Merrill Lynch investors received 0.8595 Bank of America stock for each share held in the U.S. brokerage in the acquisition. The deal meant Temasek received about 188.8 million Bank of America shares, the equivalent of a 3.8 percent stake in the company, according to calculations by Bloomberg.

Bank of America Chief Executive Officer Kenneth Lewis has said he was pressured in December by Federal Reserve Chairman Ben S. Bernanke and former Treasury Secretary Henry Paulson to complete the Merrill Lynch acquisition amid mounting losses at the brokerage firm.

The Charlotte, North Carolina-based bank has to raise $33.9 billion to boost capital after U.S. regulator stress tests. Its shares have tumbled 69 percent in the past year, outpacing the 37 percent decline in the Standard & Poor’s 500 Index.

Wealth Funds

Bank of America sold part of its Construction Bank stake to a group of investors including Hopu Investment Management Co., a private-equity fund run by Goldman Sachs Group Inc.’s China partner Fang Fenglei, and Temasek, two people with knowledge of the matter said on May 12.

Morgan Stanley acted as an agent for Bank of America in the sale, not Merrill Lynch, the Wall Street Journal reported today, citing people familiar with the transaction.

Bank of America rose 2.7 percent to $11.31 in New York yesterday. It traded between $14.81 and $2.53 apiece in the first quarter.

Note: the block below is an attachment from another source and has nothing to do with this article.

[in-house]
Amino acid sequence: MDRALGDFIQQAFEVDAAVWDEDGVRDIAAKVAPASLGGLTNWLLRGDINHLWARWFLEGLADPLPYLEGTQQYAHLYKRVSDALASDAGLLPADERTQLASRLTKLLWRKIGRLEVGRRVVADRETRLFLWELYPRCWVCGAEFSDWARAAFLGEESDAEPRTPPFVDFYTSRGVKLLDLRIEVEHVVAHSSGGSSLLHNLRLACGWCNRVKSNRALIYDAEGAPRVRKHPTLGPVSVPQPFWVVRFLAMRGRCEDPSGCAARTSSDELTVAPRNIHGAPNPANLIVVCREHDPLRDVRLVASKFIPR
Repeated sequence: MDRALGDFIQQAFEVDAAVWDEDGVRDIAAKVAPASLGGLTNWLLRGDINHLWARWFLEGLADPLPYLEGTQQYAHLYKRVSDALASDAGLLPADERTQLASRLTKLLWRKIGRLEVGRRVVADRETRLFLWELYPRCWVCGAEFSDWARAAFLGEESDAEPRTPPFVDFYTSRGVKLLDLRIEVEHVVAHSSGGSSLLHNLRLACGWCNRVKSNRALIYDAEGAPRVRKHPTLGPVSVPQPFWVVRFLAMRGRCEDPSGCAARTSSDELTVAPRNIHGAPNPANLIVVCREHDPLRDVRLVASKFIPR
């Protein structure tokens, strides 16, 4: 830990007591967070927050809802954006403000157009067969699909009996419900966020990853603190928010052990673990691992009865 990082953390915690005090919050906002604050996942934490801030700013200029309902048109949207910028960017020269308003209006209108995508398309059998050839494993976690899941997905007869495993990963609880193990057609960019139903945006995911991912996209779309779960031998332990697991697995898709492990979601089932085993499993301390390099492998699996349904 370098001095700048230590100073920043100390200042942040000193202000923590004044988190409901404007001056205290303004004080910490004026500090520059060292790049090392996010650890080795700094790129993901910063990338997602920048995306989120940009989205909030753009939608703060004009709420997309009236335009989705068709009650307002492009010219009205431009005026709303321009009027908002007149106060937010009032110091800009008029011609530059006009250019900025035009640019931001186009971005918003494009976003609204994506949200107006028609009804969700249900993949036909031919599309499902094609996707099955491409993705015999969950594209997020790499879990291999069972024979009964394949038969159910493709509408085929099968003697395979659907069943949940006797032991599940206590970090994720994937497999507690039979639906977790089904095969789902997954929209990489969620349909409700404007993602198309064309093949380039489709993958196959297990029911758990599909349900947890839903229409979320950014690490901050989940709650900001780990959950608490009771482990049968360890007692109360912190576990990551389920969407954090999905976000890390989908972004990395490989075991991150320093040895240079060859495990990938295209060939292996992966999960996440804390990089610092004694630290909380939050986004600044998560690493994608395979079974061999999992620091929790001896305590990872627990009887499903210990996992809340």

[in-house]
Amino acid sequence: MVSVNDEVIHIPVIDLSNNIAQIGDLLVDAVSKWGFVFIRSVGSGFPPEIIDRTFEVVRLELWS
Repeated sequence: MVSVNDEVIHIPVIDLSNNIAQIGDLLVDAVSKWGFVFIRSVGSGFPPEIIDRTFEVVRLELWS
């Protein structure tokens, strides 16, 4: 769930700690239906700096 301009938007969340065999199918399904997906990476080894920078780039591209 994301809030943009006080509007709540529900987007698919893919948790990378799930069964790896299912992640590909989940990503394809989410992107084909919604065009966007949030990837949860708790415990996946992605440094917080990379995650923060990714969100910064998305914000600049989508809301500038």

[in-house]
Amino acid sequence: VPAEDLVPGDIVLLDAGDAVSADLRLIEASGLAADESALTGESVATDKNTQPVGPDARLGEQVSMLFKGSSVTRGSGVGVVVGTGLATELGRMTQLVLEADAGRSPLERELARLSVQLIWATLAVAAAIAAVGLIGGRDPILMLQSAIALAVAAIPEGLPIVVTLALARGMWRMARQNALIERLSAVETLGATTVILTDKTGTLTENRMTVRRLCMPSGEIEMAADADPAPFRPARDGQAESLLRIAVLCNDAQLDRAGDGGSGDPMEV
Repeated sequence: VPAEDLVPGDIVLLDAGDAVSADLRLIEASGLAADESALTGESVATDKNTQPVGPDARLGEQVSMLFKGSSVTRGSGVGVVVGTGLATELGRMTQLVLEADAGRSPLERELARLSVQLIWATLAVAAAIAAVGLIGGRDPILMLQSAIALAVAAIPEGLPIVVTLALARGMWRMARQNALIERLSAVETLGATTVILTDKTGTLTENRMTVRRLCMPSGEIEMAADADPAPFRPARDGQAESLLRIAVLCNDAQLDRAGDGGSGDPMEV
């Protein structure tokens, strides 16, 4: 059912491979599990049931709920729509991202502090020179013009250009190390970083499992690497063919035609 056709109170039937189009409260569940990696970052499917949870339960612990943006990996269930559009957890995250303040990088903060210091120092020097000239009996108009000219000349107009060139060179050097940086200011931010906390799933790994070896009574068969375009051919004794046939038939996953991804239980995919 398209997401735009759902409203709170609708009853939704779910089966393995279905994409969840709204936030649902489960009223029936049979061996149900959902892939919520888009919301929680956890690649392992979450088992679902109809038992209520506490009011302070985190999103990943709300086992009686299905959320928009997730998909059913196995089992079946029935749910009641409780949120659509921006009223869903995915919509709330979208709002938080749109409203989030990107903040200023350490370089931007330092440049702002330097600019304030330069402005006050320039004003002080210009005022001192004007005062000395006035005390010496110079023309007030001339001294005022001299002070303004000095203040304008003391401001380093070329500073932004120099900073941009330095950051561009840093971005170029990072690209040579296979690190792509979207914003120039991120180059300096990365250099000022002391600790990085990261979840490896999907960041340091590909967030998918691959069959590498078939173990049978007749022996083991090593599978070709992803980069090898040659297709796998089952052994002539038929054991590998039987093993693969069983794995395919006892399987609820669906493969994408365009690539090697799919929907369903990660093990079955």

Sovereign funds, mostly from Asia, have made “substantial losses” on more than $60 billion invested in U.S., Swiss and U.K. banks since the start of the subprime crisis, according to International Financial Services London, an industry lobby group.

Standard Chartered, Barclays

Along with its stake in Merrill Lynch, Temasek also raised holdings in Standard Chartered, the London-based bank that gets almost all its profit from emerging markets, and bought shares in Barclays, the U.K.’s third-biggest bank. The company had earlier said it wants the Organization for Economic Cooperation and Development countries to account for about a third of its investment portfolio.

Temasek will cut its holdings in the so-called OECD countries to 20 percent as it expands in Asia and emerging markets from Latin America to Africa, Ho said in a speech posted on the company’s Web site yesterday.

The MSCI World Index that tracks almost 1,700 stocks in developed markets has risen 0.5 percent this year, compared with a 45 percent gain in China’s benchmark Shanghai Composite Index.

Other Investments

“We have also been re-assessing our long term portfolio balance over the last two years,” Ho, 56, said in the May 12 speech. “As Asia continues to develop, it continues to de-risk. We are increasingly more confident of Asia’s future.”

Temasek was founded in 1974 to foster development of the island’s banks, airlines and ports, and remains the biggest shareholder of six of the 10 biggest Singapore companies by market value. It owns shares of the island’s biggest bank and its largest telephone company.

Temasek’s investments in Asia include Bank of China Ltd. and ICICI Bank Ltd., India’s No. 2 lender.

“We’ve been very heavily overweight in Asia for some years now and leery of the Western financial institutions because Asia is where the growth is at,” said Hugh Young, managing director at Aberdeen Asset Management Plc, which has about $30 billion of Asian assets.